Images are just as important in B2B marketing.
August 2, 2017
B2B companies don’t always see themselves as brands. This is a huge mistake because 20% of decision making in B2B is emotional.
It’s the brand that sways that emotional element of our thinking. Your brand, which is a mixture of lots of elements of your business, is what makes the emotional connection with your buyers. Ignore it at your peril!
In this post, we’re going to look at some examples of strong B2B branding and how they use imagery to make their offering pop.20% of decision making in B2B is emotional Click To Tweet
First, let’s take a look at what makes a brand.
What is a brand?
It’s easy to think that a brand is something that’s exclusive to the big companies. It isn’t. Every interaction a buyer has with your business is part of your brand. This isn’t just about how pretty or easy to use your website is, it’s about your:
- Brand look and feel
- Customer experience
- Marketing materials
- How you make your customers feel.
Let’s focus our attention on look and feel, AKA brand imagery.
What makes up a brand’s imagery?
The main components of your imagery are:
- Colour palette
- Any motifs of other imagery your use to support your brand.
These form your brand architecture.
Let’s take a look at some good examples of B2B brand imagery.
Here we look at some examples of how well-known B2B brands use their imagery to help them to stand out from the crowd.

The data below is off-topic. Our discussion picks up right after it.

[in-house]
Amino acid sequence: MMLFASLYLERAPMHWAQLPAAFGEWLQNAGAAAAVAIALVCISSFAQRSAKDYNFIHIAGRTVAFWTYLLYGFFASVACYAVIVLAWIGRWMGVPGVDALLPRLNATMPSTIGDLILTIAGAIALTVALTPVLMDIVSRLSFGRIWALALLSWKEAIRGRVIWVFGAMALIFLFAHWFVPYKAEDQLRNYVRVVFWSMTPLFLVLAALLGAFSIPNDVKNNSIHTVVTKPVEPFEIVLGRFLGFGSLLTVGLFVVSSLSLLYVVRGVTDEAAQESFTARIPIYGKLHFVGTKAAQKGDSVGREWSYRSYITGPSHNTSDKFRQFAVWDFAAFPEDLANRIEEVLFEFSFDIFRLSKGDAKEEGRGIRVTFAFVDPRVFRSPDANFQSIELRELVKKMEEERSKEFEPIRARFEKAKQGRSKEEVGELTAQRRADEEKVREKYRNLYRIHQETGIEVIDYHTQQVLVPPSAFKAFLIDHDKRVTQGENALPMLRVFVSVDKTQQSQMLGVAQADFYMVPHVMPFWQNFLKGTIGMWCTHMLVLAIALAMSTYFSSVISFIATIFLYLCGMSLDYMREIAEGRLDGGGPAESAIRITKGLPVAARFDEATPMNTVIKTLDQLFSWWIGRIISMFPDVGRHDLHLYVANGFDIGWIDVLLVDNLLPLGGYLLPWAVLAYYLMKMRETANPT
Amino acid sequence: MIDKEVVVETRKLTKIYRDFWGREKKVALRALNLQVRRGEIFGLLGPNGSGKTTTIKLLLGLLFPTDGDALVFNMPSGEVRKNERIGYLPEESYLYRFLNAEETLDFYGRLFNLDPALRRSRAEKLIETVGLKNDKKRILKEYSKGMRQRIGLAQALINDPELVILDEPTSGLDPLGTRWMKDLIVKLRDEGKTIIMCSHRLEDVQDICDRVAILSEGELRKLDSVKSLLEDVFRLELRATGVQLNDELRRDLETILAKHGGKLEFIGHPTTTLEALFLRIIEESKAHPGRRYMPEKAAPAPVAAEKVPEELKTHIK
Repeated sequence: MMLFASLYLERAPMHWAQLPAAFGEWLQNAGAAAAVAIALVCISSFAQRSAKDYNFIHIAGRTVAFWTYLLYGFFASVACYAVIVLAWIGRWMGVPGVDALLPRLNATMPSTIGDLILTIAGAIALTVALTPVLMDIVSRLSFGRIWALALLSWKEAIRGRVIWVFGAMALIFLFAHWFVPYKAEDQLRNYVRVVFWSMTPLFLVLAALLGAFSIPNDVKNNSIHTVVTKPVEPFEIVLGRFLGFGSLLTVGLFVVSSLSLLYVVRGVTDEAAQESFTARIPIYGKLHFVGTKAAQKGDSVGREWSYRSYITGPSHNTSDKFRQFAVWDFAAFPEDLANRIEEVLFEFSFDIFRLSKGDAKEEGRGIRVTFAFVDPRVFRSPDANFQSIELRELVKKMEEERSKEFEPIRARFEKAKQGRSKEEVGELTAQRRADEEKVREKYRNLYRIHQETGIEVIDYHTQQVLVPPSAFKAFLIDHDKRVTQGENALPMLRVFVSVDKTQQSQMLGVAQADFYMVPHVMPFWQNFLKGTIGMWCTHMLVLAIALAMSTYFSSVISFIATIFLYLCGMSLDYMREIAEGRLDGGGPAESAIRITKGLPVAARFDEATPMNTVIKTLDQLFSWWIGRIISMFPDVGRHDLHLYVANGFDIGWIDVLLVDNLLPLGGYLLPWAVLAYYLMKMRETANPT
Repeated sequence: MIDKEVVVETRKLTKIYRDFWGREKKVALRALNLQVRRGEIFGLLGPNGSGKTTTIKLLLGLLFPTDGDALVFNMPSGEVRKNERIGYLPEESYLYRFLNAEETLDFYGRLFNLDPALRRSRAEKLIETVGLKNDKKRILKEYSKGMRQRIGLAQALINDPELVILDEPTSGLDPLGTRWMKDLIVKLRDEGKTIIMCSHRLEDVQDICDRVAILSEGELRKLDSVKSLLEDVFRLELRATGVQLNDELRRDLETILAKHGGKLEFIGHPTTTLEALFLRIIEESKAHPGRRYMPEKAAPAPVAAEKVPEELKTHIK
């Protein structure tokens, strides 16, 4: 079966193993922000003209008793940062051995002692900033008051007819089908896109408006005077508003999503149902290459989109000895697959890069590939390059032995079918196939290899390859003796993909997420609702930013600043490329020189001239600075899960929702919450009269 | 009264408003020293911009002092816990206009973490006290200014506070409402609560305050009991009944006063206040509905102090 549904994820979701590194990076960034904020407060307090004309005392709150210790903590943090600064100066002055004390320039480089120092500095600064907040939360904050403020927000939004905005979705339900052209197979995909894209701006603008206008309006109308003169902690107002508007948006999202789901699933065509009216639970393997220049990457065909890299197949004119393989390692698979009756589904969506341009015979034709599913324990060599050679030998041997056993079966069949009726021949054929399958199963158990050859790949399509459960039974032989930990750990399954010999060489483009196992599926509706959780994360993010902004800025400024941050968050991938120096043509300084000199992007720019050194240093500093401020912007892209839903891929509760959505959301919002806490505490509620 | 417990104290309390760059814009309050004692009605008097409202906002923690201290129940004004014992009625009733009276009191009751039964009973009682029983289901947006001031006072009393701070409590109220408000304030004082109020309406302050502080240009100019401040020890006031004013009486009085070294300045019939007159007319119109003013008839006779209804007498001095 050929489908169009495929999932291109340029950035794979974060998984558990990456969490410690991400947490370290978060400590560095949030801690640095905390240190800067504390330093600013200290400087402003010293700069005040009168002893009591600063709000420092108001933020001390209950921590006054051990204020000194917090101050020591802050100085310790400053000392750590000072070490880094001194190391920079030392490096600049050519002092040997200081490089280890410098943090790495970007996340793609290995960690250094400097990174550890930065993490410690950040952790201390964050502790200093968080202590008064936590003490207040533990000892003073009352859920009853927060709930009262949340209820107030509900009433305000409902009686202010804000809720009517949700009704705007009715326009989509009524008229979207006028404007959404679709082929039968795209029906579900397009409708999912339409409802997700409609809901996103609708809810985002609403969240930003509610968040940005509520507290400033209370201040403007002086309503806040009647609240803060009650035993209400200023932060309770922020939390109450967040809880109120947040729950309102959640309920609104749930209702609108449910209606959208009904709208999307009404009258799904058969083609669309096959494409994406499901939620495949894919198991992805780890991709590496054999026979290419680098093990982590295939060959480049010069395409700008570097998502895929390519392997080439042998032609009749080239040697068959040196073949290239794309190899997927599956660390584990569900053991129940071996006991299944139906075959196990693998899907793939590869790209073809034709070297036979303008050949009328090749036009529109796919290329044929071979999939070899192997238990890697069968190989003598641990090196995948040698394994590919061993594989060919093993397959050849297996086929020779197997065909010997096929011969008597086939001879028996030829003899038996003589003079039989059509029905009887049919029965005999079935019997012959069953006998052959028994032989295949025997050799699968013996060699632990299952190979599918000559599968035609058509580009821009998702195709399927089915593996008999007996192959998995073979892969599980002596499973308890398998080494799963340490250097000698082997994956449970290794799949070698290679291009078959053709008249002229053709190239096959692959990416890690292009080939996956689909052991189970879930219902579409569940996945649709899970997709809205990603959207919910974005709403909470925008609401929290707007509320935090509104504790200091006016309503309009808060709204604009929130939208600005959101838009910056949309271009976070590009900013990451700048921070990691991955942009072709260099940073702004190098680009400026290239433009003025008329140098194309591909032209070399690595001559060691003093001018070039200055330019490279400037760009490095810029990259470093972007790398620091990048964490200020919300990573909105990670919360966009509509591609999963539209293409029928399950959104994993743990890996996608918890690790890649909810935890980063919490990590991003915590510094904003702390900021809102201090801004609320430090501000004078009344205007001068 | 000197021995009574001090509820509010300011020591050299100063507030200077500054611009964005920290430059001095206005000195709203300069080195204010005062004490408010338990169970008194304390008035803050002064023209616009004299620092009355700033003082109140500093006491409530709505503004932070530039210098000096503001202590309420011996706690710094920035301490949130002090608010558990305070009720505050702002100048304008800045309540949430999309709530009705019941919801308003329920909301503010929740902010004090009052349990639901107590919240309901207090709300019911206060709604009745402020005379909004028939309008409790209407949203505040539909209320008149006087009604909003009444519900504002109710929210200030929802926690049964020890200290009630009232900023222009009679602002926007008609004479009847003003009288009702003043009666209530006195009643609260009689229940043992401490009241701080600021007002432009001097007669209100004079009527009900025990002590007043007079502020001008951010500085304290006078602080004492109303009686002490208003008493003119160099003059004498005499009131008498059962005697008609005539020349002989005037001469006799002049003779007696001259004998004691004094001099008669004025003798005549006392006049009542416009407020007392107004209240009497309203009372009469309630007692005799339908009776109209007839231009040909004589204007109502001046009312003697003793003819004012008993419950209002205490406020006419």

Keeping your brand imagery in line with customer expectations.
Hailing from New Zealand, Xero has shaken up the small business accountancy software world.
The simple branding links how easy the system is to use with how visually pleasing it is, implying it takes the strain out of accountancy for small business owners and accountants alike. Its simplicity makes it pop off the page, standing out from competitors.
The team at Xero know what their customers are looking for – simplicity – and reflect this in their branding and product look and feel.
The Xero website appears sterile at first, with no human imagery, but this is because what’s important to their customers is seeing what the software looks like and how easy it is to use. Xero needs to quickly prove they are what they claim to be before website visitors surf away.
Wherever you are on the Xero website I don’t think you’re more than a couple of clicks away from a video. Xero makes it easy for visitors to see their software in context, making it easy for website visitors to transport themselves into the imagery, seeing themselves as Xero users.
Let’s take a look at Xero and their competitors alongside each other. See how much cleaner Xero look, in terms of logo and software screenshots, in comparison to their major competitor, Freshbooks? This is exactly what their target customers are looking for.
That said, Sage is the only brand to show someone actually using their product. This human connection is powerful because it’s been repeatedly proven to increase conversion rates.
Sage has a more complex product offering so needs this emotional hook more to draw visitors in and implore them to navigate to the right solution for them.
Using people to make a human connection.